Bullfighters are a cowboy’s best friend

<p>Bullfighter Donnie Griggs rushes in to help bullrider Dylan Hice of Escalon, Calif., escape from the wrath of Night Moves in the short go of the PBR event in September in Pendleton. Griggs resides in Hermiston and will work at the FCPR this year.</p>

Most rodeo aficionados know that rodeo bullfighters have little in common with the toreros of  Spanish bullfighting.

For one thing, rodeo bullfighters never, ever wear a torero outfit, which appear to the untrained eye as if they are painted on.

Rodeo bullfighters also don’t carry weapons, and never kill the animal in the ring. Instead, their job is primarily one of protection.

“You can tell when they’re doing a good job,” said David Bothum, Farm City Pro Rodeo board member. “You don’t really notice them.”

Far from flashy, rodeo bull fighters let the cowboys and the rodeo clowns hog the spotlight. On a given rodeo weekend a bullfighter might have to work 120 rides or more; they don’t have time for theatrics.

Donnie Griggs, a 36-year-old bullfighter from Hermiston, said last year he worked 27 rodeos, mainly in the Columbia River ProRodeo Circuit. That’s nearly 3,000 go-arounds with bulls each year.

This year will Griggs will again pair up with Jesse Tennant for the FCPR.

“Him and I have worked hundreds of rodeos together,” Griggs said. “This is my fourth year in Hermiston.”

Bothum added the pair are well respected by bullriders in the Columbia River Circuit.

“They’ve both been to the circuit finals and fought the bulls,” Bothum said.

Griggs said he began riding steers, then bulls in rodeos before deciding to try bullfighting in his 20’s. He quickly worked his way into the pro ranks, a feat that is much like getting drafted by a top  professional sports team.

“It’s pretty tough,” Griggs said. “You’ve got to be scouted.”

Then, in order to get a pro card, according to Griggs, you have to have stock contractors, other bullfighters and bullriders vouch for you.

“They take it pretty serious,” Griggs said.

No wonder, considering a good bullfighter not only protects the bull riders when they get bucked off, but tries to prevent problems before they happen.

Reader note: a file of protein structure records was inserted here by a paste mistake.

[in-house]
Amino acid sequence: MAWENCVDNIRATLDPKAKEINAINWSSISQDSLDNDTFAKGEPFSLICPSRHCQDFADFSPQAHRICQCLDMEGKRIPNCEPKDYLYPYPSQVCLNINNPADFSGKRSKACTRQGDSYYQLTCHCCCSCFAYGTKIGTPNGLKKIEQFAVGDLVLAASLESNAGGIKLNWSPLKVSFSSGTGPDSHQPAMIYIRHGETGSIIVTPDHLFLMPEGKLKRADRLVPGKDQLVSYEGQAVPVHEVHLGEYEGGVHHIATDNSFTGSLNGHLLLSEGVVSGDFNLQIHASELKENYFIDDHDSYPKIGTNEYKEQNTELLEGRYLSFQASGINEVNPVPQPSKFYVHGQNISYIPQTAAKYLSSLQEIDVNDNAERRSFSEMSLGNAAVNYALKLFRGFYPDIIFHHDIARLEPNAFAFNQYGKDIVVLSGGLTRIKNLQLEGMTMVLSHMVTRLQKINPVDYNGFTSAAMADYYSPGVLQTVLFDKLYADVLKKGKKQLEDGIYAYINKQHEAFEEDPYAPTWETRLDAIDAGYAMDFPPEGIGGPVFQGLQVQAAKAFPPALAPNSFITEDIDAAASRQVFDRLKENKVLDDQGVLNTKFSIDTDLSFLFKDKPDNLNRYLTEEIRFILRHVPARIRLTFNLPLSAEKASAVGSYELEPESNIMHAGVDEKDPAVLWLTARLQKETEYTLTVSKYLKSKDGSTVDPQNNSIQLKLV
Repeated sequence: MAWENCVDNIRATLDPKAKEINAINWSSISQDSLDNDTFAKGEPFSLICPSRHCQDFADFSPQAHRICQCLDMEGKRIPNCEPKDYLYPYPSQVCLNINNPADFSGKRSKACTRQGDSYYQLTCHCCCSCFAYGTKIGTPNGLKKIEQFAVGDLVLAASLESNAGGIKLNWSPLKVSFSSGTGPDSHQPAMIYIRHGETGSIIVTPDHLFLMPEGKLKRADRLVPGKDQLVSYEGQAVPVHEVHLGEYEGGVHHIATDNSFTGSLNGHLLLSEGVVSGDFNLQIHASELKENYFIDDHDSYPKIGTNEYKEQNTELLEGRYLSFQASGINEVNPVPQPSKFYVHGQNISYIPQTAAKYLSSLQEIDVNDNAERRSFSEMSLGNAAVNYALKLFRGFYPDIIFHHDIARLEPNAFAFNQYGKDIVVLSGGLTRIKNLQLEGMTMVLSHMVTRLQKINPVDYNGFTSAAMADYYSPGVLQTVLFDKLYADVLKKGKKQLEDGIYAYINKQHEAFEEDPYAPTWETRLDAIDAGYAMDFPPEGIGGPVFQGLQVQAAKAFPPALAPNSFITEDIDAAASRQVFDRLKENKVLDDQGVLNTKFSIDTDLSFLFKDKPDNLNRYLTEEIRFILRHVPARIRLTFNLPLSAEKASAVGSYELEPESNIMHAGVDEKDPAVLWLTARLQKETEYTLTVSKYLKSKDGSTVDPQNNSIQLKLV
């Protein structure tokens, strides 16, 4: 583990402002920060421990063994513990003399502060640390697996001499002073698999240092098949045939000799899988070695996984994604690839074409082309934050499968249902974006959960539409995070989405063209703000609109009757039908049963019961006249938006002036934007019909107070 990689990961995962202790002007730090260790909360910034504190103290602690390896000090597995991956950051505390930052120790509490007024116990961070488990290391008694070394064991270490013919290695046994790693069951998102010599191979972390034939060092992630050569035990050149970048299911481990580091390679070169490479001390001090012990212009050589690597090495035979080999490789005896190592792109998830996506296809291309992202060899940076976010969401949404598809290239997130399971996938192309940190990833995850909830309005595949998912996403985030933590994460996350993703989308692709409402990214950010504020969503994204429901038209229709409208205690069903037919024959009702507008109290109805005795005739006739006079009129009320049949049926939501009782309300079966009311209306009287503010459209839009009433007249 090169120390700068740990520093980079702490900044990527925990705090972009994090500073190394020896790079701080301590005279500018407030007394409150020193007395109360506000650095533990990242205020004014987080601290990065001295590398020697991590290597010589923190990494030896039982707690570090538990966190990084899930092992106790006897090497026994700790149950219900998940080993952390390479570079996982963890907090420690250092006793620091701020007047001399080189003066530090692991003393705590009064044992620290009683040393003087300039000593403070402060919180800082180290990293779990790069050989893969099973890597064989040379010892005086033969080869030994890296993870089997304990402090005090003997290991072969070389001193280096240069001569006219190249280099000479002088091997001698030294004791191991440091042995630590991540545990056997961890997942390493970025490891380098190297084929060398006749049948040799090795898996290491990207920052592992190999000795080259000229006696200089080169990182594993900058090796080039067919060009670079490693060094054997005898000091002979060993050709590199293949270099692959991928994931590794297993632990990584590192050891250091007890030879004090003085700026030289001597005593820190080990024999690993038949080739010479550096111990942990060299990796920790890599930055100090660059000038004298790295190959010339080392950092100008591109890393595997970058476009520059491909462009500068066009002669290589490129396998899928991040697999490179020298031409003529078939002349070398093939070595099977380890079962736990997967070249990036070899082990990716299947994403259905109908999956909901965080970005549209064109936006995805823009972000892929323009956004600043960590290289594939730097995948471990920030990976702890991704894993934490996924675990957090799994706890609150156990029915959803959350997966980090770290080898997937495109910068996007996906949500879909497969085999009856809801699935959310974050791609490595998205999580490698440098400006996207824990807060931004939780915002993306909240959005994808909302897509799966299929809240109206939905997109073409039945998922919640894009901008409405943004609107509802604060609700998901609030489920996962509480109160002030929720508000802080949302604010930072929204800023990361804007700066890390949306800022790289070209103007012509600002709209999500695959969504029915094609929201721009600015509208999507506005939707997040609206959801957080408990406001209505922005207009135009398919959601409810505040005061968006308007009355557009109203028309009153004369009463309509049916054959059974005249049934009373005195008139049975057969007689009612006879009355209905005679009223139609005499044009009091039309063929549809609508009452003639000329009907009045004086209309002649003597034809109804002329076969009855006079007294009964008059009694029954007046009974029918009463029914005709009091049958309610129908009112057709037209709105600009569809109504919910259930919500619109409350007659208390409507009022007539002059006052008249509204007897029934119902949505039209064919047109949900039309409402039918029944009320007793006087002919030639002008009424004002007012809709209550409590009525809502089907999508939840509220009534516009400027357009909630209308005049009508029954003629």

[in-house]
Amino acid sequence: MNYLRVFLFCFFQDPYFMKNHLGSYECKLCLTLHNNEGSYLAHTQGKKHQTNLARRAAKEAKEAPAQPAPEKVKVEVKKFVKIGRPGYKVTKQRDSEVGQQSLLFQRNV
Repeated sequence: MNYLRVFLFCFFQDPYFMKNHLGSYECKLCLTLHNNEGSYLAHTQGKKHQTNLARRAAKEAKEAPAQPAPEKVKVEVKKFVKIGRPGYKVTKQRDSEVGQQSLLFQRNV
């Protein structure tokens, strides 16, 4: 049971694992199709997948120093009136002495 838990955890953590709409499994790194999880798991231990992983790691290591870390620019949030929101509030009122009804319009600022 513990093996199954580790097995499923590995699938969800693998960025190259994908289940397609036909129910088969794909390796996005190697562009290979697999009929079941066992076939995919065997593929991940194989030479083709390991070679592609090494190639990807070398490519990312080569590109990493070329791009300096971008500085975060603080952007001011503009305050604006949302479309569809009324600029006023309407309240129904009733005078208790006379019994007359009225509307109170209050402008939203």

“You can’t really predict things,” Griggs said. “You try to stop the wreck before it happens.”

That means turning a bull to help a cowboy dismount, or distracting a bull at the right moment. In addition to preventing the wrecks, Griggs said bullfighters try to help both the bulls and their riders get the best scores they can.

To do that, Griggs said the bullfighters get to know the stock contractors and the riders, and work to turn the bulls, keep their interest or just back off and let the animals work.

“The contractors usually looks at us and gives us a heads up,” said Griggs in reference to especially mean bulls.

Griggs added that he might go through 10 rodeos without a serious problem, and then “all of a sudden you go to one,” that is wreck after wreck.

“I think it depends on the moon,” Griggs joked. “You know it’s coming.”

Despite the risks, Griggs compared bullfighting to other professional sports.

“You take hits and you keep going,” Griggs said.

Griggs added those hits are not particularly popular with his wife, though considering she grew up around rodeos and they met at one he was working, she’s gotten used to his job.

“She goes to all of them with me usually,” Griggs said, pointing out life as a bullfighter is a little less hectic than a rodeo cowboy – outside the ring anyway.

“Take the family and do fun stuff,” said Griggs of his on-the-road philosophy.

As to when he might throw in the towel?

“‘Til my body tells me I shouldn’t do it anymore,” Griggs said. “If I slow down, hopefully my friends will tell me, and I’ll quit.”

In the meantime, Griggs said he still hopes to get to the big stage at the National Finals Rodeo.

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